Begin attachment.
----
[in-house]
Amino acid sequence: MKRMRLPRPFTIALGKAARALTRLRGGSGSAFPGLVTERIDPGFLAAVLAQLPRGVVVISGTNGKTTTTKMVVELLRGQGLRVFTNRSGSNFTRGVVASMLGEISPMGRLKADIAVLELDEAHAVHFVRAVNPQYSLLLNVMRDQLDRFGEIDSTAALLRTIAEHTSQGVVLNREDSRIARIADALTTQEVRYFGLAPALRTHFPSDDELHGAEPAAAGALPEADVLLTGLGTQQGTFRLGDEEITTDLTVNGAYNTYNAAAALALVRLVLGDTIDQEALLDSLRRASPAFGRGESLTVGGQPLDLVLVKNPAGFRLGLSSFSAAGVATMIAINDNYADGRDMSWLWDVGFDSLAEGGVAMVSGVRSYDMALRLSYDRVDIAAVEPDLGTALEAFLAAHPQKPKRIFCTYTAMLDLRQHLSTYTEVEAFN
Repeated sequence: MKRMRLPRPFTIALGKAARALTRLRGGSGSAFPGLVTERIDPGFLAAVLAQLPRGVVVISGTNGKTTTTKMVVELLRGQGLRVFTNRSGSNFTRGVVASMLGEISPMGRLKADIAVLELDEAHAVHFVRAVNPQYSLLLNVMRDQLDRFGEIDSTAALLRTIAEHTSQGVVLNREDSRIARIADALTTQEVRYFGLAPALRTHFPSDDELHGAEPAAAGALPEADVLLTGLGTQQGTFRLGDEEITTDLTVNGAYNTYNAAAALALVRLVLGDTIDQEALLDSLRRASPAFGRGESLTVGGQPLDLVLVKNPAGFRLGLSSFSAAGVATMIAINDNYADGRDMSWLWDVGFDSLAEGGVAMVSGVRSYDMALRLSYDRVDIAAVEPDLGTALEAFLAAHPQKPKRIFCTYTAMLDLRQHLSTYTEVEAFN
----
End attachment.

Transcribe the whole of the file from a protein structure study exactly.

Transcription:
[in-house]
Amino acid sequence: MKRMRLPRPFTIALGKAARALTRLRGGSGSAFPGLVTERIDPGFLAAVLAQLPRGVVVISGTNGKTTTTKMVVELLRGQGLRVFTNRSGSNFTRGVVASMLGEISPMGRLKADIAVLELDEAHAVHFVRAVNPQYSLLLNVMRDQLDRFGEIDSTAALLRTIAEHTSQGVVLNREDSRIARIADALTTQEVRYFGLAPALRTHFPSDDELHGAEPAAAGALPEADVLLTGLGTQQGTFRLGDEEITTDLTVNGAYNTYNAAAALALVRLVLGDTIDQEALLDSLRRASPAFGRGESLTVGGQPLDLVLVKNPAGFRLGLSSFSAAGVATMIAINDNYADGRDMSWLWDVGFDSLAEGGVAMVSGVRSYDMALRLSYDRVDIAAVEPDLGTALEAFLAAHPQKPKRIFCTYTAMLDLRQHLSTYTEVEAFN
Repeated sequence: MKRMRLPRPFTIALGKAARALTRLRGGSGSAFPGLVTERIDPGFLAAVLAQLPRGVVVISGTNGKTTTTKMVVELLRGQGLRVFTNRSGSNFTRGVVASMLGEISPMGRLKADIAVLELDEAHAVHFVRAVNPQYSLLLNVMRDQLDRFGEIDSTAALLRTIAEHTSQGVVLNREDSRIARIADALTTQEVRYFGLAPALRTHFPSDDELHGAEPAAAGALPEADVLLTGLGTQQGTFRLGDEEITTDLTVNGAYNTYNAAAALALVRLVLGDTIDQEALLDSLRRASPAFGRGESLTVGGQPLDLVLVKNPAGFRLGLSSFSAAGVATMIAINDNYADGRDMSWLWDVGFDSLAEGGVAMVSGVRSYDMALRLSYDRVDIAAVEPDLGTALEAFLAAHPQKPKRIFCTYTAMLDLRQHLSTYTEVEAFN